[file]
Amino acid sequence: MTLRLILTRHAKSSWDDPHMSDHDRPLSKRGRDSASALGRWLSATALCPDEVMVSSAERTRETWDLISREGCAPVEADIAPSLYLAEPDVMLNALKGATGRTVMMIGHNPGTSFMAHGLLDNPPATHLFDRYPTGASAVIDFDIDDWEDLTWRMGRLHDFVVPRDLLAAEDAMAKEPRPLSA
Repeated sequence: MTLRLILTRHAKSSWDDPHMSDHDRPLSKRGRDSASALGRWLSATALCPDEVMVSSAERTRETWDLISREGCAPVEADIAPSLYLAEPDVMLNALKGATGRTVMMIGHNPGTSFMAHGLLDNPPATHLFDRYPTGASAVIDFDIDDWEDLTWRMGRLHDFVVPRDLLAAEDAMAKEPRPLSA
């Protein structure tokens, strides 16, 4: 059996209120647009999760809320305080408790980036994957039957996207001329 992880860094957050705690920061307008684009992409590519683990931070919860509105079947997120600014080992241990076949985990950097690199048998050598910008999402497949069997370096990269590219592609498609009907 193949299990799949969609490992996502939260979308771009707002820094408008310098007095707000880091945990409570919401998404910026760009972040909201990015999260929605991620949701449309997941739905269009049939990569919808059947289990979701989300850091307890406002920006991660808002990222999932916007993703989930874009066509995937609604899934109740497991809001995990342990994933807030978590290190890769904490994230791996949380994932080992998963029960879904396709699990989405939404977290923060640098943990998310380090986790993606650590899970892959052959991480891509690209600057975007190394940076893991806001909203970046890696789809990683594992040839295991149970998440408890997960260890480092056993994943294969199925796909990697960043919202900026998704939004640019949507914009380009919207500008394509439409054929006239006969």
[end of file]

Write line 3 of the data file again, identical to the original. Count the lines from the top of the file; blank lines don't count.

């Protein structure tokens, strides 16, 4: 059996209120647009999760809320305080408790980036994957039957996207001329 992880860094957050705690920061307008684009992409590519683990931070919860509105079947997120600014080992241990076949985990950097690199048998050598910008999402497949069997370096990269590219592609498609009907 193949299990799949969609490992996502939260979308771009707002820094408008310098007095707000880091945990409570919401998404910026760009972040909201990015999260929605991620949701449309997941739905269009049939990569919808059947289990979701989300850091307890406002920006991660808002990222999932916007993703989930874009066509995937609604899934109740497991809001995990342990994933807030978590290190890769904490994230791996949380994932080992998963029960879904396709699990989405939404977290923060640098943990998310380090986790993606650590899970892959052959991480891509690209600057975007190394940076893991806001909203970046890696789809990683594992040839295991149970998440408890997960260890480092056993994943294969199925796909990697960043919202900026998704939004640019949507914009380009919207500008394509439409054929006239006969």